The Thermomix is a $2000 blender that can only be purchased from approved consultants via in-home demonstrations.
The Thermomix is a $2000 blender that can only be purchased from approved consultants via in-home demonstrations. Chris Pavlich

ACCC taking legal action against Thermomix in Federal Court

THE consumer watchdog is taking legal action against Thermomix in the Federal Court following months of investigation into the controversial company.

Thermomix, makers of the hi-tech $2089 food processor, are being taken to task by the ACCC for forcing consumers to sign nondisclosure agreements in order to obtain compensation for dodgy Thermomixes and for failing to report cases where customers were injured and burnt by exploding machines.

The ACCC also alleges that Thermomix misled consumers by telling them its TM31 machines were safe and that they weren't upfront about its potential safety issues.

"Consumers who have purchased a faulty product have rights under the Australian Consumer Law to remedies which businesses cannot restrict, alter, or remove, and this includes getting a repair or replacement for the product, or a refund," ACCC acting chair Delia Rickard said.

Australian Consumer Law requires companies to notify the ACCC within two days when they have become aware that consumers have been injured by their products. The ACCC alleges Thermomix failed to do this in 14 cases.

"The law requires that suppliers must act to notify the ACCC as soon as they become aware of any person who has suffered a serious injury associated with the goods they have supplied. This requirement exists to protect the safety of Australian consumers by helping to prevent further injuries," Ms Rickard said.

"Suppliers must act swiftly to notify their customers as soon as they learn of a potential safety hazard with their products."

Last year several Thermomix customers spoke out about how their machines had unexpectedly exploded, causing severe burns.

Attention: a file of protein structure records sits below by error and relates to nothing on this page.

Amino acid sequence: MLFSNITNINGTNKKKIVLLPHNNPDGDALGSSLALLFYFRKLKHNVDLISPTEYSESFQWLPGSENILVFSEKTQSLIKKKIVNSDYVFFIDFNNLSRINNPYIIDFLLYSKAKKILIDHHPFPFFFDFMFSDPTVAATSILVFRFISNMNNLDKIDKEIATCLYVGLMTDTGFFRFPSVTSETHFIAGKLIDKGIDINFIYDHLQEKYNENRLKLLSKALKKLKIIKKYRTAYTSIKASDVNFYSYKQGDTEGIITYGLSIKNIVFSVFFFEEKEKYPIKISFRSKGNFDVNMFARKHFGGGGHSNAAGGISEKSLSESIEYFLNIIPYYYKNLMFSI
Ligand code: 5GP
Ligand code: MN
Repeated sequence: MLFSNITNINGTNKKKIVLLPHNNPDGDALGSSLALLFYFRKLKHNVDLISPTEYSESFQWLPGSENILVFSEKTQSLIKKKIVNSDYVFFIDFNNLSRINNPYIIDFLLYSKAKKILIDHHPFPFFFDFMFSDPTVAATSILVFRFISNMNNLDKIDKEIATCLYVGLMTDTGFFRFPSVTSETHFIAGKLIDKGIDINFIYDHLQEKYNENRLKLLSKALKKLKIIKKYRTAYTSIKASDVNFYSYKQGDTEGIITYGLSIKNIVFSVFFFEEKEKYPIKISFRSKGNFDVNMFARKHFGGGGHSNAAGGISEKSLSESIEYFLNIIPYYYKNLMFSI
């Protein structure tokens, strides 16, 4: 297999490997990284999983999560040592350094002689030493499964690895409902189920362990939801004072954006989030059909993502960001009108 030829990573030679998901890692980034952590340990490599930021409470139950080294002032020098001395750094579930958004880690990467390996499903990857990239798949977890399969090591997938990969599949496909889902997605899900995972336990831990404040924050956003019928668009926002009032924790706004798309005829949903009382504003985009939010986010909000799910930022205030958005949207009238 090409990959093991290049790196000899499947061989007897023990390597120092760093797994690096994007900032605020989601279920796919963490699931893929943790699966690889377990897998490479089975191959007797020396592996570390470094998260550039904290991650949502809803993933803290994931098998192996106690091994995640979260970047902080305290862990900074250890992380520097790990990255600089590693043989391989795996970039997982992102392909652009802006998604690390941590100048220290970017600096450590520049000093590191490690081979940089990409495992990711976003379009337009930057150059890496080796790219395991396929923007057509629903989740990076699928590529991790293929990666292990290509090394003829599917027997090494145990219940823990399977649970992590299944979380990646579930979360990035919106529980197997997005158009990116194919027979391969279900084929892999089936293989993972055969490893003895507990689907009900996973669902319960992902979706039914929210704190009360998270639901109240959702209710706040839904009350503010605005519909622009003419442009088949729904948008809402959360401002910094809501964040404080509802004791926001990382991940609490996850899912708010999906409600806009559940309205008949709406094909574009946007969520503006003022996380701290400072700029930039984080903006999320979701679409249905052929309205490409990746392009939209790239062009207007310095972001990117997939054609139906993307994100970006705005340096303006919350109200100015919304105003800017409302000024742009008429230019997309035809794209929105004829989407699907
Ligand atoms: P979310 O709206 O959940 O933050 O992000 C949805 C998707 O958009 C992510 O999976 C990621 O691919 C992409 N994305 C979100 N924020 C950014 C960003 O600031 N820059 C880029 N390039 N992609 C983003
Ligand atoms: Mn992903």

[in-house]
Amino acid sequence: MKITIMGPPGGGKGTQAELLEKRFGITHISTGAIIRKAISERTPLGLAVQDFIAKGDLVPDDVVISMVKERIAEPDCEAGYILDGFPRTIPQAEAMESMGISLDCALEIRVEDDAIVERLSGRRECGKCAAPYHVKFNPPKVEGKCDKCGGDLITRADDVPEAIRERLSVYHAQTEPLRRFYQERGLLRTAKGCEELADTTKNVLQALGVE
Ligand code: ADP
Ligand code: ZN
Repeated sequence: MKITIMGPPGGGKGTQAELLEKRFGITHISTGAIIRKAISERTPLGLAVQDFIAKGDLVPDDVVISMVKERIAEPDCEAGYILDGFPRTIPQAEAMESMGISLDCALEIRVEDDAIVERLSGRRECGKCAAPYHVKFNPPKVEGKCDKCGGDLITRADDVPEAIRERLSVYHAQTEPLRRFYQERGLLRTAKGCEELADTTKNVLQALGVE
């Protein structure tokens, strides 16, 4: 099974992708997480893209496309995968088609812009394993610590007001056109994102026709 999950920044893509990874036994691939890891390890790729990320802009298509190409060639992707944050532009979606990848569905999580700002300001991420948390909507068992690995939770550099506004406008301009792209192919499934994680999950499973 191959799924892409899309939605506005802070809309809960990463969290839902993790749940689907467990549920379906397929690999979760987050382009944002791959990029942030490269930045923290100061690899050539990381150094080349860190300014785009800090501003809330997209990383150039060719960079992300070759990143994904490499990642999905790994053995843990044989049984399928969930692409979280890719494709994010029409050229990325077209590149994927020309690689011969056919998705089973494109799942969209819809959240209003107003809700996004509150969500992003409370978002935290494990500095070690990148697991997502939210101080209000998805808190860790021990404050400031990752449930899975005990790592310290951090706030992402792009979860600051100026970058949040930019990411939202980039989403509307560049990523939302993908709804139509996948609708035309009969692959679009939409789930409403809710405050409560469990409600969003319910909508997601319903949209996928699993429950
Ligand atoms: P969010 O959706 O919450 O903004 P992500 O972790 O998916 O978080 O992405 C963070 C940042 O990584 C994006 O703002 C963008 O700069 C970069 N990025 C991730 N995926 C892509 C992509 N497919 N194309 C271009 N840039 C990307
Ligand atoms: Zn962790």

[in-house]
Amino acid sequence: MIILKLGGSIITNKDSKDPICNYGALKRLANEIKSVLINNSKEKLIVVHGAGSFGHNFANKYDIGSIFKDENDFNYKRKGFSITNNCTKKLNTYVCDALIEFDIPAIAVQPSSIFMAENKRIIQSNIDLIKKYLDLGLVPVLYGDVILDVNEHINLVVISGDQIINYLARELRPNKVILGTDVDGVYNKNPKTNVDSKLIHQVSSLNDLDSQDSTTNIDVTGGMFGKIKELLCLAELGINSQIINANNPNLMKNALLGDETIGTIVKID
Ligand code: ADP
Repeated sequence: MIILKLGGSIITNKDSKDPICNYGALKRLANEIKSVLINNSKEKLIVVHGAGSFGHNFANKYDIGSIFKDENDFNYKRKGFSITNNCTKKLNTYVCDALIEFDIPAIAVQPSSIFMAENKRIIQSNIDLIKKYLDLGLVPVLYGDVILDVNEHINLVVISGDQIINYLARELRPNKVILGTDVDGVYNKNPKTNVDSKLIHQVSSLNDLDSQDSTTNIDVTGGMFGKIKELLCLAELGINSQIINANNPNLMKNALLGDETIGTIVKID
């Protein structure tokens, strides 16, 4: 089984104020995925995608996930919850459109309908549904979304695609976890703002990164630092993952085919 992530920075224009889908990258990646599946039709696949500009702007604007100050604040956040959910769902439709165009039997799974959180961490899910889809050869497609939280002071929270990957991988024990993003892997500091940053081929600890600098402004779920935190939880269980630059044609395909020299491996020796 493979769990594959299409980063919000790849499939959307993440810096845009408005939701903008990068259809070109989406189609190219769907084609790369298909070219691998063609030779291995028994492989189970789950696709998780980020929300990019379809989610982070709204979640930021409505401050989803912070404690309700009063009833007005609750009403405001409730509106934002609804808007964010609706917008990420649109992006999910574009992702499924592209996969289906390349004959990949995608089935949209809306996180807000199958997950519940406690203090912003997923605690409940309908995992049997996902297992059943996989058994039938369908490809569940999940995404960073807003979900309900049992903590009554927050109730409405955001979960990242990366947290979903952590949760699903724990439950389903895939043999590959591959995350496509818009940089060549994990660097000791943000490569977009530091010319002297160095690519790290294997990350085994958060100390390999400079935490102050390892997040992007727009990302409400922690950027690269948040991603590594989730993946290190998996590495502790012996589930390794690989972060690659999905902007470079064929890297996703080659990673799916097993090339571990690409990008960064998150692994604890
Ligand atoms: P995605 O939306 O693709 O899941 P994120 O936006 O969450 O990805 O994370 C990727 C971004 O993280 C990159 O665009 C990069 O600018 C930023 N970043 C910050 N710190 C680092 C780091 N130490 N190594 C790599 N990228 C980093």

Danika Jones, from Perth, was cooking a family dinner in her Thermomix when it burst open, leaving her covered in boiling hot liquid.

"I had popped the pasta sauce ingredients in the Thermomix using the same recipe I've used every week since I bought the machine more than two years ago," Ms Jones said.

"Towards the end of the process it was pureeing the sauce when it started making a funny noise and vibrating. I walked over to turn it off and as I did that, it just exploded - the lid blew off and hot liquid went everywhere, all over me. The pain was intense."

She was taken to the hospital burns unit for extensive treatment and was given an electromagnetic device to wear for 20 hours each day as the burns healed.

"This was an awful ordeal which I wouldn't wish upon anyone else," she said. "So many people use a Thermomix and they need to know how unpredictable they can be and how dangerous they can become when they malfunction."

As reported last March, unhappy Thermomix customers with faulty machines claim they were "gagged" by the company and made to sign NDA's before receiving replacement machines.

Several women accused Thermomix management of intimidating and bullying them when trying to arrange a refund, repair or replacement.

A Sydney woman, who spoke on the condition of anonymity, says she was "coerced" into signing an NDA in November 2015 after suffering severe burns when the seal on her TM31 Thermomix broke.

"They said they wouldn't give me a refund unless I signed the gag order and I was sick of fighting," she said.

Another woman from Victoria, who also wanted to remain anonymous, said Thermomix were happy to give her a refund of her faulty TM31, but required her to sign the document and agree to keep quiet.

"I was forced to sign a gag order, which I stated from day dot that I refused to do. After fighting for over 12 months, I just wanted the machine gone and a refund," she said.

The nondisclosure agreement, which has seen, said the terms of the "settlement" were confidential and not be discussed without prior written consent.

"You also agree not to disparage, speak ill of, or comment negatively about Thermomix or [parent company] Vorwerk, and not to take any action which is intended, or would reasonably be expected, to harm the reputation of Thermomix or Vorwerk, or lead to unwanted or unfavourable publicity," the document said.

At the time, a Thermomix spokeswoman told it is "standard legal practice" for all parties to sign a confidentiality agreement when a legal dispute is settled.

But she refuted claims customers who request a refund on a faulty item are required to sign an NDA.

"Where a customer has asked for a refund due to a fault with an appliance, and our technicians confirm such a fault after inspecting the appliance, we provide the customer with a refund and do not require them to sign a confidentiality agreement," she said in a statement.

The ACCC is seeking declarations, pecuniary penalties, injunctions, corrective publication orders, compliance program orders and costs. It filed against Thermomix in the Federal Court today and the matter will begin on July 21.

Thermomix has been contacted for comment.

News Corp Australia

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